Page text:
Of course he was. Fear is not a sinful quality, something for which to be ashamed. As someone who’s been overwhelmed by fear most of my life, I had not fully considered this truth. Historically, my fear had most definitely turned into a sin, an obvious sign that I did not, and would not trust God.  And as a result, when I finally confessed, I resolved to never let fear cross my borders again. How frustrating to assign yourself an impossible task. Can you relate? It does not lessen Paul’s apostleship or authority to realize he wrestled with fear, it only demonstrates the validity of God’s call on our life.

God had called Paul to a new thing.

“Paul is my chosen instrument to take my message to the Gentiles….” (Acts 9:15 NLT)

And Paul had just said to the Jews in Corinth, as he dramatically shook the dust from his clothes,

“Your blood is upon our own heads – I am innocent. From now on I will go preach to the Gentiles.” (Acts 18:6 NLT)

I can hear the tone of frustration and anger, which no doubt led to uncertainty and fear. God was faithful to encourage him with his words. I admire Paul. It takes much less to send me reeling down a path of fear and worst-case scenarios, when things don’t go like I’d envisioned.

Why exactly did God tell Joshua to be strong and courageous? So Israel could possess the land that he had promised. Do you see the parallel in Acts? “Do not be afraid!…for many people in this city belong to me,” a symbolic land for Paul to claim. These are no small tasks. Who wouldn’t be afraid? “For I am with you,” God promises to them both. We all have a Promised Land before us. A hope and a purpose. A land to stake claim. Eventually God did establish a kingdom for Israel in that land, and while the Promised Land symbolizes his purpose for our life, the Kingdom symbolizes his presence and authority in our life.  There can be no purpose without his presence!  The effect of his presence is quite simply a taste of heaven.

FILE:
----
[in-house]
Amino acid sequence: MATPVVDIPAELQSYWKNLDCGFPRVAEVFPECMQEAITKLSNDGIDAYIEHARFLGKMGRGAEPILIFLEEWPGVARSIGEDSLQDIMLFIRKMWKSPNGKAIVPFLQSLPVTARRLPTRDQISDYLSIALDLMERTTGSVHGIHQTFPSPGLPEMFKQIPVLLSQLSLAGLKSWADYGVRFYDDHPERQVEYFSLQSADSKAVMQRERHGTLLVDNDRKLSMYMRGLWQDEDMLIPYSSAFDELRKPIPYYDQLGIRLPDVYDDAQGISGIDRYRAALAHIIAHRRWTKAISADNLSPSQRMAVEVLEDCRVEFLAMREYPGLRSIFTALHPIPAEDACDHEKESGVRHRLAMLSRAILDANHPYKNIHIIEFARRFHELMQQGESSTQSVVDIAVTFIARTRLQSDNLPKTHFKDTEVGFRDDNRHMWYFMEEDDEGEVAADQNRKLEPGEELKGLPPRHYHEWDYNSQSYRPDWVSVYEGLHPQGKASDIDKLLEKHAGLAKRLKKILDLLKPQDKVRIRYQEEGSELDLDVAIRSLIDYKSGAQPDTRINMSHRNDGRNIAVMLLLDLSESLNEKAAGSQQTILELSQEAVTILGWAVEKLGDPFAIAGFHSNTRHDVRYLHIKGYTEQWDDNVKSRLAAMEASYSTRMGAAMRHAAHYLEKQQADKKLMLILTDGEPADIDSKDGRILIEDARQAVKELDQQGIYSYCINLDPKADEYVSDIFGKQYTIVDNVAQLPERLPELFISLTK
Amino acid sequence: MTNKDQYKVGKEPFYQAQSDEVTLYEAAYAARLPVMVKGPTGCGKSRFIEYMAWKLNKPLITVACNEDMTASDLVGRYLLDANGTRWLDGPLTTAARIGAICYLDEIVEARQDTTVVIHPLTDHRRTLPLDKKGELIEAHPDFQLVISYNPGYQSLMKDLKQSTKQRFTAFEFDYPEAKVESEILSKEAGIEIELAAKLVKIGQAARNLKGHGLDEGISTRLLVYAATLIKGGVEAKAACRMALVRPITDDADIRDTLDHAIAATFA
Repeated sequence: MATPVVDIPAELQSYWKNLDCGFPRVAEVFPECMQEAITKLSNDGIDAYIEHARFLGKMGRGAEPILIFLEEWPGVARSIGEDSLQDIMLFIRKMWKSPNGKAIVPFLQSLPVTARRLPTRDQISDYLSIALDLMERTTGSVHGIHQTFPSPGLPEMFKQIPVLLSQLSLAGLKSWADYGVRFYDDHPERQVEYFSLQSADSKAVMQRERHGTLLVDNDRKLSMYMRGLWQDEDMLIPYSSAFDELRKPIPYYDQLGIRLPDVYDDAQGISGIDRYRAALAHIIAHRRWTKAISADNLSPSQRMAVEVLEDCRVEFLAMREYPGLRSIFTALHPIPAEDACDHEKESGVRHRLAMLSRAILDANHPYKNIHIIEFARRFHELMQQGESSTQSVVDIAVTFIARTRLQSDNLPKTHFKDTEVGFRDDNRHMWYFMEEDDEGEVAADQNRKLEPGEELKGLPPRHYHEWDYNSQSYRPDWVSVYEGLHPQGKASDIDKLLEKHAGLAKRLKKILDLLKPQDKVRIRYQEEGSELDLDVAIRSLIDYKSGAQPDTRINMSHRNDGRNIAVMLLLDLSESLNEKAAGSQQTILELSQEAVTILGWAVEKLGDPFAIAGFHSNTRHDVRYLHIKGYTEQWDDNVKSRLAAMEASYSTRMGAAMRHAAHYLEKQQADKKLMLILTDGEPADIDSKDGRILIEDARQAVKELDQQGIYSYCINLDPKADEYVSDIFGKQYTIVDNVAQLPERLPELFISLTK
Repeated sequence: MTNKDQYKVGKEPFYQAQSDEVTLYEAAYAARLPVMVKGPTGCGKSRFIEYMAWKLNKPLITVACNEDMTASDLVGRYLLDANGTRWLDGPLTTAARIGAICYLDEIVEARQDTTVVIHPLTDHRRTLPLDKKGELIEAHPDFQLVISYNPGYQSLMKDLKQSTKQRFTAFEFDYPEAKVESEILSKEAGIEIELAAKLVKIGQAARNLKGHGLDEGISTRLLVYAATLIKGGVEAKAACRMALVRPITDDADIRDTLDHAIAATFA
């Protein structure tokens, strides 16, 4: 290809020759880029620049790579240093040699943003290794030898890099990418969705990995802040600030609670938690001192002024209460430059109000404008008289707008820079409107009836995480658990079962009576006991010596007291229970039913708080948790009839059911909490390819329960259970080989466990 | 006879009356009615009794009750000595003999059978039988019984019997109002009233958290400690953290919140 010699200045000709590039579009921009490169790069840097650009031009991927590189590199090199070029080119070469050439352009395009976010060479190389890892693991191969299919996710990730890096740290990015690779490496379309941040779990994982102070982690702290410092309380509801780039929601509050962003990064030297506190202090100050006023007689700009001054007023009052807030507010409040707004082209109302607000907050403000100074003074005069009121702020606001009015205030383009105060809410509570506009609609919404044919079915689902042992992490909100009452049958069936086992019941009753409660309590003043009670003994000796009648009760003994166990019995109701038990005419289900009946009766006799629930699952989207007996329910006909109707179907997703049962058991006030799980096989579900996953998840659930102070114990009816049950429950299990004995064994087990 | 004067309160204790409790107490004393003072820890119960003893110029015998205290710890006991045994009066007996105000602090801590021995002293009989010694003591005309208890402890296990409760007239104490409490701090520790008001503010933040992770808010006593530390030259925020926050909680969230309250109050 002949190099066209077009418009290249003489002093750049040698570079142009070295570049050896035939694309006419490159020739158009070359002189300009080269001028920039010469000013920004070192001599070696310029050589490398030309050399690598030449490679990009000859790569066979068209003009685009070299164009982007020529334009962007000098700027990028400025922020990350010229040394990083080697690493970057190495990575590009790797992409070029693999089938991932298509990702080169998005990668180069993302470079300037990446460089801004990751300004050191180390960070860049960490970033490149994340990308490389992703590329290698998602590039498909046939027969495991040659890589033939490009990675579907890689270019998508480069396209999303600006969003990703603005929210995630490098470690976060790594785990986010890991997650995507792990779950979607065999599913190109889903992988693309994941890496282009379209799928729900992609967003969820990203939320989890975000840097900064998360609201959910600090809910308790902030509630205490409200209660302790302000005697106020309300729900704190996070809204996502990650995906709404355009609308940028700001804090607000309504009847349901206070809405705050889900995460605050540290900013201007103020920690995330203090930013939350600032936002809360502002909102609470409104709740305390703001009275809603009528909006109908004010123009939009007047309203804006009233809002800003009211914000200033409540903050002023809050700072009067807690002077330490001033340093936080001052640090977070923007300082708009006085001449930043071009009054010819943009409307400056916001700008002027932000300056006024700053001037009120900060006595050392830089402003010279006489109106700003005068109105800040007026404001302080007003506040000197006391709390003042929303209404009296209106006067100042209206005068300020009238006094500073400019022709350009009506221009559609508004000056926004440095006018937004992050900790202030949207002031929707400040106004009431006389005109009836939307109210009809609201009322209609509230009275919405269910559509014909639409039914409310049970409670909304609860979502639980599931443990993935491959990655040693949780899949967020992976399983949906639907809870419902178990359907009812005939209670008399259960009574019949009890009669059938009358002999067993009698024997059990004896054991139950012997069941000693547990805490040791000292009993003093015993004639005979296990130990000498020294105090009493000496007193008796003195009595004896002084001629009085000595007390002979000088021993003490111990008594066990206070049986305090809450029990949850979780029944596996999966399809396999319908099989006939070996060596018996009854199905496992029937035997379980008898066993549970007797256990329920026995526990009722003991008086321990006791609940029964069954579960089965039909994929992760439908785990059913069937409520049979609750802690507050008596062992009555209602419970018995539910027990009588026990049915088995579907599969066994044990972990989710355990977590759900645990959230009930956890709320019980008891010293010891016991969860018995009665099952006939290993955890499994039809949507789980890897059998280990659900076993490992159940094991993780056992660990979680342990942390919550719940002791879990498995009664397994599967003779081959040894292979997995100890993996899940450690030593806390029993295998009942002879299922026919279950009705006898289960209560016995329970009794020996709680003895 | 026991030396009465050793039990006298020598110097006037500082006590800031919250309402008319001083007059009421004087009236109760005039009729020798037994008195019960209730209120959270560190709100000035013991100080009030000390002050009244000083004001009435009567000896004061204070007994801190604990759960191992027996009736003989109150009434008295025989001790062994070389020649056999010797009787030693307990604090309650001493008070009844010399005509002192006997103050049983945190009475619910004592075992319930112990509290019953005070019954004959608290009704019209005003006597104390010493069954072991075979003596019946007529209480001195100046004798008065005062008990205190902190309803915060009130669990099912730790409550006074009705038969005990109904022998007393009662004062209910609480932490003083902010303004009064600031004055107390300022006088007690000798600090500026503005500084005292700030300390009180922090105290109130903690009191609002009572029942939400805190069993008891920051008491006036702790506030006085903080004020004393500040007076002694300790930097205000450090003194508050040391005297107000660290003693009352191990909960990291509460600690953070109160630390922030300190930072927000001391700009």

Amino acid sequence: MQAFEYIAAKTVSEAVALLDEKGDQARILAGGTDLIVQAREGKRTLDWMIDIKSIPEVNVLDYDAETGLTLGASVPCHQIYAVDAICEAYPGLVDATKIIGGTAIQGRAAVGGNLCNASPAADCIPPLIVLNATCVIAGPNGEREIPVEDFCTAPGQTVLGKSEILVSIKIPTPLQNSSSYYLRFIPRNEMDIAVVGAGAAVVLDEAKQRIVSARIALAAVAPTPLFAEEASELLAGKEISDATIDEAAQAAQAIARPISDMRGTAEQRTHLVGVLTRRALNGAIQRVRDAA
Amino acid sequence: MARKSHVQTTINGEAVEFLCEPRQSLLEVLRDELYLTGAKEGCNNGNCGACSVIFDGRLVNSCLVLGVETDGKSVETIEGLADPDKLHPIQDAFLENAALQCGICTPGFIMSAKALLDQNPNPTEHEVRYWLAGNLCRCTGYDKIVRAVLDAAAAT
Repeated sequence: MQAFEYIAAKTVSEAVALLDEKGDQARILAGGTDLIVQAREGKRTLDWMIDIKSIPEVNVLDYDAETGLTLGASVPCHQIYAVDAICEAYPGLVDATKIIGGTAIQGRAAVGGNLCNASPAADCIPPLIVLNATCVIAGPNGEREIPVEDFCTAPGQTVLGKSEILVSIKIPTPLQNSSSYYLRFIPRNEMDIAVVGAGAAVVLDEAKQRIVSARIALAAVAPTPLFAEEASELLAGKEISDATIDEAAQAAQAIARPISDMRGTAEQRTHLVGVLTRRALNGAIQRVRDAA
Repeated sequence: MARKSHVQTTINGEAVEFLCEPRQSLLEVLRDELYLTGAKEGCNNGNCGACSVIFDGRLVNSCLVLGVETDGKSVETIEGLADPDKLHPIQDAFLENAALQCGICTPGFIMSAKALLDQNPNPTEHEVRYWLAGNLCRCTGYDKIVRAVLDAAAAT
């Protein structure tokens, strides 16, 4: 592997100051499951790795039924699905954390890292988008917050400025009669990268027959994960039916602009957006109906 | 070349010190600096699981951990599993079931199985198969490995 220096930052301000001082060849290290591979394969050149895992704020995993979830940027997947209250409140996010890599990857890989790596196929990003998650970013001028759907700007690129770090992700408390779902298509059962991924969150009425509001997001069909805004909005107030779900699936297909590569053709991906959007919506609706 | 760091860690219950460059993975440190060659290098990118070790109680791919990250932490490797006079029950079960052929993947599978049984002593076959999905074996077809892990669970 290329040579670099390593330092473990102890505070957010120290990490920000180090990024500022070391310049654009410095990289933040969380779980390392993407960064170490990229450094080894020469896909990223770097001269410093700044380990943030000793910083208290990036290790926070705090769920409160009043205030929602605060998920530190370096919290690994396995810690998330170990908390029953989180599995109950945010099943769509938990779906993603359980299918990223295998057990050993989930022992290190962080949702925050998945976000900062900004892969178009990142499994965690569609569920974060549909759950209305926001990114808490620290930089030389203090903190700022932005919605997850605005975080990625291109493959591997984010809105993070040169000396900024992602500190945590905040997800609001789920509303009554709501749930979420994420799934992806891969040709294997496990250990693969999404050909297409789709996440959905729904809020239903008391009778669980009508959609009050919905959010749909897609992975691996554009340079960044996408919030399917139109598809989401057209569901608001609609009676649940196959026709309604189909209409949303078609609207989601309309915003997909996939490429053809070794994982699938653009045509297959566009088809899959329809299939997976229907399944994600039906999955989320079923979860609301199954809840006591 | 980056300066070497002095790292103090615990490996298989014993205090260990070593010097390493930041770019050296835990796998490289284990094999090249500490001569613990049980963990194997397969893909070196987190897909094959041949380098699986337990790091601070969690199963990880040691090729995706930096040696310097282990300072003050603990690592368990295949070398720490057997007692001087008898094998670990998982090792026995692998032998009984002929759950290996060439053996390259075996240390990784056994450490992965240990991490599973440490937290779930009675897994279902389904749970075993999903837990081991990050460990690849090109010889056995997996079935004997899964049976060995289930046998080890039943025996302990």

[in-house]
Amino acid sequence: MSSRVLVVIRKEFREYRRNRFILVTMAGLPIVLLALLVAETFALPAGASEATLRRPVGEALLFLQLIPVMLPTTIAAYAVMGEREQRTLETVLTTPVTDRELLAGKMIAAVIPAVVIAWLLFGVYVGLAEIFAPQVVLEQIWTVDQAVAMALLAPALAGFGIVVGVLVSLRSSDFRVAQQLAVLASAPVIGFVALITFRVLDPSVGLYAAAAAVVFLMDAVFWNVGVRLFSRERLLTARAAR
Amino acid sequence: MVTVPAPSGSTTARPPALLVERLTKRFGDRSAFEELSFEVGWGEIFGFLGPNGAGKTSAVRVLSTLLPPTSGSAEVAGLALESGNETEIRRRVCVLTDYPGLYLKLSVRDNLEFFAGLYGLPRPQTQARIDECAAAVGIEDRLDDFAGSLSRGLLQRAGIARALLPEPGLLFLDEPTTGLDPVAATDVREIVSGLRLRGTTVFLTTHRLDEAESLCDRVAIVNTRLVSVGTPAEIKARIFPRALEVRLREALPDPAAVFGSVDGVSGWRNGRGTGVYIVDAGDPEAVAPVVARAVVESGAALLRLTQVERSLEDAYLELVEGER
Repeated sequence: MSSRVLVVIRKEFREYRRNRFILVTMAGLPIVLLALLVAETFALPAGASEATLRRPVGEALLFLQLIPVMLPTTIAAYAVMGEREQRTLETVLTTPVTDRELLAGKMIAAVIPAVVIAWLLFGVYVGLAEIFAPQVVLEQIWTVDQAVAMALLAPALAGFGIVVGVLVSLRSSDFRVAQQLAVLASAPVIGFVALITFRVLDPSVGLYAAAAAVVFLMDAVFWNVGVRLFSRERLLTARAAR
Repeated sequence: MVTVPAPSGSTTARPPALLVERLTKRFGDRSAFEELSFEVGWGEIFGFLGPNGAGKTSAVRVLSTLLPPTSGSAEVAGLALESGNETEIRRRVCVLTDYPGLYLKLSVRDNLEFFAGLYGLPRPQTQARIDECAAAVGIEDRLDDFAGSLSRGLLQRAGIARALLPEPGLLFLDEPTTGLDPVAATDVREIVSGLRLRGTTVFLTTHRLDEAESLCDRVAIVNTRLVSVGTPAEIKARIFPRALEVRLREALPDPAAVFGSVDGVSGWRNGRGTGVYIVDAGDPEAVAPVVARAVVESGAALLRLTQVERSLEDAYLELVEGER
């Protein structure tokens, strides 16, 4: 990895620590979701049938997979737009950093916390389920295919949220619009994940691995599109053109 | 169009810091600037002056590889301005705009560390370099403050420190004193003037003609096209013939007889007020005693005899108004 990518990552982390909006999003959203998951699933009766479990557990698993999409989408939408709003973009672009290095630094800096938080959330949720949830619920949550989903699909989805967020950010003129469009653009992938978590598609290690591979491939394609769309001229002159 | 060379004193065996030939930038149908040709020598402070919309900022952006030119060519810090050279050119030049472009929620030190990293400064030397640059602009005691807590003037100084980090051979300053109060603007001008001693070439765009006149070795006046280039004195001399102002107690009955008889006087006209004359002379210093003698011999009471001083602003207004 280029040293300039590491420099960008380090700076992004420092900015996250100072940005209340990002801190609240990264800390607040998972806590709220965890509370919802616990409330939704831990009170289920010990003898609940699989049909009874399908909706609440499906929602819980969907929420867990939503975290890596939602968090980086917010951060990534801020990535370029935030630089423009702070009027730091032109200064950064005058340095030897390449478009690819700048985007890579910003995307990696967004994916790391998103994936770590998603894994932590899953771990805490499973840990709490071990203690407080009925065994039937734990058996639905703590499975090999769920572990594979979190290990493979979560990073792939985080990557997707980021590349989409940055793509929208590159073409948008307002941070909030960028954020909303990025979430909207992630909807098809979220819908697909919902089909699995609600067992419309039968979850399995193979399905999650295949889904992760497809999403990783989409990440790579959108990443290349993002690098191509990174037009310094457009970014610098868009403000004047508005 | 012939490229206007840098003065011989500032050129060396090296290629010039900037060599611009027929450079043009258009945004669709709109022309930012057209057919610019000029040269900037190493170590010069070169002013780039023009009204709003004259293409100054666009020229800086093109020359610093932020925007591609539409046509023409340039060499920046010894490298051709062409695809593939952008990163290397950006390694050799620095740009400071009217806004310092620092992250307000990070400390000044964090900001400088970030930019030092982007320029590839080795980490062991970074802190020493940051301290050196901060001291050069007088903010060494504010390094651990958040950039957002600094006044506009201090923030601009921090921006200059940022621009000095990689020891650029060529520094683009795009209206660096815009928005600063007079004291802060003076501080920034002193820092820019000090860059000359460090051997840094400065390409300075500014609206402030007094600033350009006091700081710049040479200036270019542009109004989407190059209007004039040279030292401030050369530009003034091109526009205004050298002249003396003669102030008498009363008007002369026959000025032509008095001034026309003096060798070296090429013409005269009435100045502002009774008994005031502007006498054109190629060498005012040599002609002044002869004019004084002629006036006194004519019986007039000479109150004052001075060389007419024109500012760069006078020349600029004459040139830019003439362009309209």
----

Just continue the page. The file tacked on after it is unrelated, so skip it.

THE PARADOX

However there’s a paradox in our faith, when it comes to eternal life, which results from the intersection of heaven and earth. The realities that exist in both are true yet disparate because they lie in two different spheres. It’s the cost for entry into eternal life. In the heavenly realm that cost was paid by Jesus when he died on the cross. A perfect and sinless God-man, who didn’t need to die, but did so anyway because he loved us. We cannot purchase entry ourselves; he’s given it away freely. Much like the manna he provided for Israel in the desert. He gave it freely and generously. While in this corrupt world, we eagerly anticipate the day we can enter this eternal life that we otherwise know as heaven!

BUT WAIT there’s more! Yes, there is a heaven awaiting us, in this earthly realm, while we are still alive. This heaven/eternal life, is knowing Him! (John 17:3) It’s an intimacy with God resulting from an active relationship with Him, which is nothing less than supernatural. And there is a cost for this heaven too. The cost requires us to forge ahead in faith, despite the fear that looms. In Joshua, the manna, a symbol of God’s free gift, was evolving. There would be no manna in the Promised Land, and the cost to entering the Promised Land was a humbling faith, requiring them to step into the riverbed. Forging ahead when fear loomed. God wasn’t going to do it for them as he had while they were in the desert, but he was most assuredly with them.

Fear will come and faith will falter, but the cost to a deep and fulfilling relationship with God, is a determined trust. WHAT IF GOD IS REAL? Will you trust him? Will you listen and claim his words when he speaks?

When God says,

“Trust me. I will be with you.”

Will you say,

“Yes, Lord. I believe. Help me with my unbelief!”

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Comments

  1. Melissa C says

    so exciting to follow you on your journey with Christ! We miss you at Osterville Baptist but we are thriving. So exciting to see God at work here and with others! Love your writings, too!

    • jenrobadams@gmail.com says

      Thanks so much!!! I am really looking forward to speaking at MOPS in two weeks! It will feel like I’m back home. I know I wasn’t there very long, but I adopted MASS so quickly and LOVED it! I hope I get to see you too!